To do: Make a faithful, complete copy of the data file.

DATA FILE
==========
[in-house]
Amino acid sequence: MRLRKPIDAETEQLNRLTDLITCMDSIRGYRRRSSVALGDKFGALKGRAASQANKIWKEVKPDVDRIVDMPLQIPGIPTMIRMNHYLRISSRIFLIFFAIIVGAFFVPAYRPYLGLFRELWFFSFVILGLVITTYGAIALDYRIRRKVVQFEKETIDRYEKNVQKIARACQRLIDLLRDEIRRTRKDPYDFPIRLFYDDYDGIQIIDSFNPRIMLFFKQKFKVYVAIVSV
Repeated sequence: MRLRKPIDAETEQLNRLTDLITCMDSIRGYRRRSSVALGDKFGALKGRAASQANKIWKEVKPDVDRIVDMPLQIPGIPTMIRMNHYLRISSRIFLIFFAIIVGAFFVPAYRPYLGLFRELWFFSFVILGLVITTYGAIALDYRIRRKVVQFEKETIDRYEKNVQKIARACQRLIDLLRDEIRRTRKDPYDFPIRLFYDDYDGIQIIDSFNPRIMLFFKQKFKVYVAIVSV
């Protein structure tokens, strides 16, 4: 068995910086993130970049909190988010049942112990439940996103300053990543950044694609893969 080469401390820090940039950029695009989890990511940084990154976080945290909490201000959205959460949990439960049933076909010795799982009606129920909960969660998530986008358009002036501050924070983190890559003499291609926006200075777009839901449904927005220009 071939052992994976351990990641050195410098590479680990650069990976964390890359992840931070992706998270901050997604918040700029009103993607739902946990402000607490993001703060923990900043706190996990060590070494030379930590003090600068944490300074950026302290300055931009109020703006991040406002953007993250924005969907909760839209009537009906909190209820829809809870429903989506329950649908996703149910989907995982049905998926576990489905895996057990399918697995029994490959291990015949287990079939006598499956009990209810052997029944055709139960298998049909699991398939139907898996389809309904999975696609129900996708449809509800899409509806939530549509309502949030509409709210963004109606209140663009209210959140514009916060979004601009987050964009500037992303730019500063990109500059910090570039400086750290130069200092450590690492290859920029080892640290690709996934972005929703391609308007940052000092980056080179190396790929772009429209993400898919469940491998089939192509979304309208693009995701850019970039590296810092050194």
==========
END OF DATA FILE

[in-house]
Amino acid sequence: MRLRKPIDAETEQLNRLTDLITCMDSIRGYRRRSSVALGDKFGALKGRAASQANKIWKEVKPDVDRIVDMPLQIPGIPTMIRMNHYLRISSRIFLIFFAIIVGAFFVPAYRPYLGLFRELWFFSFVILGLVITTYGAIALDYRIRRKVVQFEKETIDRYEKNVQKIARACQRLIDLLRDEIRRTRKDPYDFPIRLFYDDYDGIQIIDSFNPRIMLFFKQKFKVYVAIVSV
Repeated sequence: MRLRKPIDAETEQLNRLTDLITCMDSIRGYRRRSSVALGDKFGALKGRAASQANKIWKEVKPDVDRIVDMPLQIPGIPTMIRMNHYLRISSRIFLIFFAIIVGAFFVPAYRPYLGLFRELWFFSFVILGLVITTYGAIALDYRIRRKVVQFEKETIDRYEKNVQKIARACQRLIDLLRDEIRRTRKDPYDFPIRLFYDDYDGIQIIDSFNPRIMLFFKQKFKVYVAIVSV
């Protein structure tokens, strides 16, 4: 068995910086993130970049909190988010049942112990439940996103300053990543950044694609893969 080469401390820090940039950029695009989890990511940084990154976080945290909490201000959205959460949990439960049933076909010795799982009606129920909960969660998530986008358009002036501050924070983190890559003499291609926006200075777009839901449904927005220009 071939052992994976351990990641050195410098590479680990650069990976964390890359992840931070992706998270901050997604918040700029009103993607739902946990402000607490993001703060923990900043706190996990060590070494030379930590003090600068944490300074950026302290300055931009109020703006991040406002953007993250924005969907909760839209009537009906909190209820829809809870429903989506329950649908996703149910989907995982049905998926576990489905895996057990399918697995029994490959291990015949287990079939006598499956009990209810052997029944055709139960298998049909699991398939139907898996389809309904999975696609129900996708449809509800899409509806939530549509309502949030509409709210963004109606209140663009209210959140514009916060979004601009987050964009500037992303730019500063990109500059910090570039400086750290130069200092450590690492290859920029080892640290690709996934972005929703391609308007940052000092980056080179190396790929772009429209993400898919469940491998089939192509979304309208693009995701850019970039590296810092050194």